Roots and Rocks

On a well worn trail, roots and rocks seem to rise above the surface at unpredictable intervals and angles. They have been exposed by the compaction of soil caused by footfall and water. By keeping human travelers to one narrow pathway, impact is consolidated into the sacrifice zone that is the trail.

This sacrificial zone is both a challenge and a benefit to the trees and bushes that grow in close proximity to the trail. The trail corridor reduces canopy competition, giving each individual plant increased access to sunlight. However, the roots that get exposed by the trail bed have to work harder to extract water from the compacted soil. They are also more vulnerable to the insects, hooves, and vibram soles of passersby.

The runners and walkers who travel the trail also have a challenge and an opportunity. A single moment of inattention or distraction can send a person rolling downhill when a toe gets caught on a rock or root. As reminders to stay aware and attentive, these obstacles become opportunities. They provide an opportunity to concentrate thoroughly on each moment, movement and place. For today, this rocky, rooty obstacle course is my mindfulness training.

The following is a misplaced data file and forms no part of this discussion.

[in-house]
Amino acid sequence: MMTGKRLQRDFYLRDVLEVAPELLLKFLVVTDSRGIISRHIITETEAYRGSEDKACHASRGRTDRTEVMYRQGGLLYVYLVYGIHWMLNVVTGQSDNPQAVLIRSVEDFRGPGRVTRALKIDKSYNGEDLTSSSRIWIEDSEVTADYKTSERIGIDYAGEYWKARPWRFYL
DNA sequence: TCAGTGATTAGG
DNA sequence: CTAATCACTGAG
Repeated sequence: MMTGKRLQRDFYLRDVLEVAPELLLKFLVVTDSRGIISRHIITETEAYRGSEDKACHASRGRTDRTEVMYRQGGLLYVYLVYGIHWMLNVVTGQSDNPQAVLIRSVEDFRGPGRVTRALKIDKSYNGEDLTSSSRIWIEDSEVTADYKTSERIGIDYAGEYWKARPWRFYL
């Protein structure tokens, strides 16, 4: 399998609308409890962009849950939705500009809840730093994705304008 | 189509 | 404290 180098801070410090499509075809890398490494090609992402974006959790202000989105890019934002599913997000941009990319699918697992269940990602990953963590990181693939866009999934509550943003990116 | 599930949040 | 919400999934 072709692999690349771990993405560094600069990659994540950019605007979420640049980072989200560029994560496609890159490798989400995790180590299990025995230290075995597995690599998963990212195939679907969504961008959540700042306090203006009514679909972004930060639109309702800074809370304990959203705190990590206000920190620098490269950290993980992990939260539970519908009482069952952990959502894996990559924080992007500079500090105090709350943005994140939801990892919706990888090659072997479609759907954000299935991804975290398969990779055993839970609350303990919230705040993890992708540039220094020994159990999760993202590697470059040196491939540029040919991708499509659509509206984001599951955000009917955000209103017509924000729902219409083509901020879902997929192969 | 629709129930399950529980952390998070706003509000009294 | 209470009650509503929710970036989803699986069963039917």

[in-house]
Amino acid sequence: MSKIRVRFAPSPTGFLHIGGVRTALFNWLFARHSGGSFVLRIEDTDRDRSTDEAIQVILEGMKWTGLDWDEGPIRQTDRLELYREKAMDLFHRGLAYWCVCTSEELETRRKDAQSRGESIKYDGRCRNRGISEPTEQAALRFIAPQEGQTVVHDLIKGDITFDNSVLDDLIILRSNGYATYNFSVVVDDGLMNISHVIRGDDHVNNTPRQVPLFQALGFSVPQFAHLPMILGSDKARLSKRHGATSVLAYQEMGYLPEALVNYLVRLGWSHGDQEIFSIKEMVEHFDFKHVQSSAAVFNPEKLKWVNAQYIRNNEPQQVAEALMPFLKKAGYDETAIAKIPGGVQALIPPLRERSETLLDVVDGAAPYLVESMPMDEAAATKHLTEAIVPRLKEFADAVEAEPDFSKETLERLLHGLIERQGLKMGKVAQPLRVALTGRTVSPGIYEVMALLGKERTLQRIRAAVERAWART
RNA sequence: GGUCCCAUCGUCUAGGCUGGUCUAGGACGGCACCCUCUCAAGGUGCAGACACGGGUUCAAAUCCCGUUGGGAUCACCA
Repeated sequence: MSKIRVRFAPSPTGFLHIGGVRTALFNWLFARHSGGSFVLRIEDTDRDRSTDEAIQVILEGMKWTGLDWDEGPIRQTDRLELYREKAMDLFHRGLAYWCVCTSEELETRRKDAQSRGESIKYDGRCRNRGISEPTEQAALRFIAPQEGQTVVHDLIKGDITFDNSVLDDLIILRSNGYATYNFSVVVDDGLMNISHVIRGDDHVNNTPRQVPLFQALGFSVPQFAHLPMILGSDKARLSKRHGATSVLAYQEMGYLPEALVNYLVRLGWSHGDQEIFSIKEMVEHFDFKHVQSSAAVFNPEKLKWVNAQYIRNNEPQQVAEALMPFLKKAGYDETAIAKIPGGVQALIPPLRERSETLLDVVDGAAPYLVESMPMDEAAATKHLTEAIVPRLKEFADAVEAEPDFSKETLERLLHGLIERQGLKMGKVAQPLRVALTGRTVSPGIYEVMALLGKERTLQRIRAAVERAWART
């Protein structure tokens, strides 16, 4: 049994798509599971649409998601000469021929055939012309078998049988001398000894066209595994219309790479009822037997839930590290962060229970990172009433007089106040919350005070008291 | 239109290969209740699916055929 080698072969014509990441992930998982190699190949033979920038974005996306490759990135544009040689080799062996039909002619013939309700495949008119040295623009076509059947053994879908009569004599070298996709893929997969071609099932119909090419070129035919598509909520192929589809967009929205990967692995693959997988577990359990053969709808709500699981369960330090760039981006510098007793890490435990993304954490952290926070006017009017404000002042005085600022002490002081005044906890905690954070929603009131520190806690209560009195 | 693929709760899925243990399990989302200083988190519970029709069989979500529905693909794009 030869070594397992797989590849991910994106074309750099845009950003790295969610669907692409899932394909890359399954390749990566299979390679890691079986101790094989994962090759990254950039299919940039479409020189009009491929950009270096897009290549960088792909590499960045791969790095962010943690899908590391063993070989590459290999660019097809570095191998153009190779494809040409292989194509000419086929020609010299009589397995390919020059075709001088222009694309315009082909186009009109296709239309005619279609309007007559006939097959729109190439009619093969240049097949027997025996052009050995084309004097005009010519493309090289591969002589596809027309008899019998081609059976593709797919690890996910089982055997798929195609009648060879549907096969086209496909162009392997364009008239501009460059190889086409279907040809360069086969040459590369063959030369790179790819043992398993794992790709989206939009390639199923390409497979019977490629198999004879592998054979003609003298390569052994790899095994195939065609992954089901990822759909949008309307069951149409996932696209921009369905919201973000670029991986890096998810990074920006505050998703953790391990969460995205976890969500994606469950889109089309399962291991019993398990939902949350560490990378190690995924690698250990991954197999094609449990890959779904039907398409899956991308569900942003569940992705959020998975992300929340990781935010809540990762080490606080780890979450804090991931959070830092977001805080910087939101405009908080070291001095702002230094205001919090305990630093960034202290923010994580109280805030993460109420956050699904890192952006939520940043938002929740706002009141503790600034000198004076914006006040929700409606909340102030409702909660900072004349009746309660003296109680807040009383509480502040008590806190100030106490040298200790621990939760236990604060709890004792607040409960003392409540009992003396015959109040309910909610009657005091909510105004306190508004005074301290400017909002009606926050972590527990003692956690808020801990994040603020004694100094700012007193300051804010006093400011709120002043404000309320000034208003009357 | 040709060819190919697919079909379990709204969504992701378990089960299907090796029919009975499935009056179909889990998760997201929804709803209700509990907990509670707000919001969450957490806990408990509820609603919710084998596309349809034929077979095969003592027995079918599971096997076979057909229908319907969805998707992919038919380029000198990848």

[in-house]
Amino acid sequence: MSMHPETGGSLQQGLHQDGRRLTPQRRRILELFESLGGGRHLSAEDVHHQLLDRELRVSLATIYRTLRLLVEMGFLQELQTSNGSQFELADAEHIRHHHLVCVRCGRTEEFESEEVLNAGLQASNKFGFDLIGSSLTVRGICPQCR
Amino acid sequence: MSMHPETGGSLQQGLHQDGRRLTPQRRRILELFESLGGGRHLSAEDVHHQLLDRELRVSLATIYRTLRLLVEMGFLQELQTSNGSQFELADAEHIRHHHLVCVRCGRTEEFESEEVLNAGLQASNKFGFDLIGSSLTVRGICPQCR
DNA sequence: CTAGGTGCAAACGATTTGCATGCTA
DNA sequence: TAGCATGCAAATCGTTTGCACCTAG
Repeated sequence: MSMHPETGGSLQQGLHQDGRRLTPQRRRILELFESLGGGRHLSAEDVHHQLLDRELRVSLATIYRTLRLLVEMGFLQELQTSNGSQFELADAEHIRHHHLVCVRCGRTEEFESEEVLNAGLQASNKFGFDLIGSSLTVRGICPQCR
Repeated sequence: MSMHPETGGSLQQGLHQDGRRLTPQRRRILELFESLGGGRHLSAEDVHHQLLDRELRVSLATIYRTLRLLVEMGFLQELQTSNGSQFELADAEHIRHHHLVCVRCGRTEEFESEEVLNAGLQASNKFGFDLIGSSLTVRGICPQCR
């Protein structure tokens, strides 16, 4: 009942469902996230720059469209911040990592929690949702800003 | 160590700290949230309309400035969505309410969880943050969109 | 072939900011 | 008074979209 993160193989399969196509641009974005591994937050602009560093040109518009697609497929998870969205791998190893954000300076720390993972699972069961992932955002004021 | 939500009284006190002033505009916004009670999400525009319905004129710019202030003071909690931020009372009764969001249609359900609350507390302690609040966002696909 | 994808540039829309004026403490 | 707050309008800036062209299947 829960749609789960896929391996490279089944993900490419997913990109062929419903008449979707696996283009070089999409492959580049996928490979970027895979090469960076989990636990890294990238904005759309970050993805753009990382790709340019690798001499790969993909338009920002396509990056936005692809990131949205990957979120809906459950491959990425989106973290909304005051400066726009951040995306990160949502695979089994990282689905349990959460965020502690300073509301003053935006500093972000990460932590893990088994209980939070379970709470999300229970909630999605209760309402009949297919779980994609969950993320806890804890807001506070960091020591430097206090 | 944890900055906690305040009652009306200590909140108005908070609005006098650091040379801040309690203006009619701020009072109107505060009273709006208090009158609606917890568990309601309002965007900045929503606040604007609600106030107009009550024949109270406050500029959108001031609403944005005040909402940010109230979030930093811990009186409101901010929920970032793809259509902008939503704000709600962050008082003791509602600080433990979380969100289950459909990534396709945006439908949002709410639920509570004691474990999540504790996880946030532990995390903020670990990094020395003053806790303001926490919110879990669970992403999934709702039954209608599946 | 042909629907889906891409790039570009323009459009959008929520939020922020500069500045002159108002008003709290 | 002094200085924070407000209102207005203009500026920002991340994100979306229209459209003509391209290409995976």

But it’s not really the ground directly underneath or in front of me that matters. Even as I take a step, I need to be anticipating the next one. At a stroll, I can safely look a dozen meters ahead, scanning back to the near ground with each new step. At a slow run, I can only look 2 meters ahead or less. It seems a fitting metaphor for the way that I move through life. When I am moving along at a clip, I can attend only to that which is immediately in front of me. If I am not careful, I am liable to be surprised when I suddenly notice changes in terrain, scenery, or company along the trail. I remain alert and acutely present  to the near ground. When I am walking the trail at leisure, I have a little wider perspective. I am inclined to develop expectations and anticipation based on what I have glimpsed up the trail but I am in no hurry to arrive there. I am content in each step. Relaxing into the place and my pace, time and thought dissipate and I feel myself melt into the forest landscape.

Neither the hustle nor the saunter are good — or bad. I am not making a judgement, just noticing that they are different and they require different responses from me. At either pace, the only way forward is one careful step at a time.

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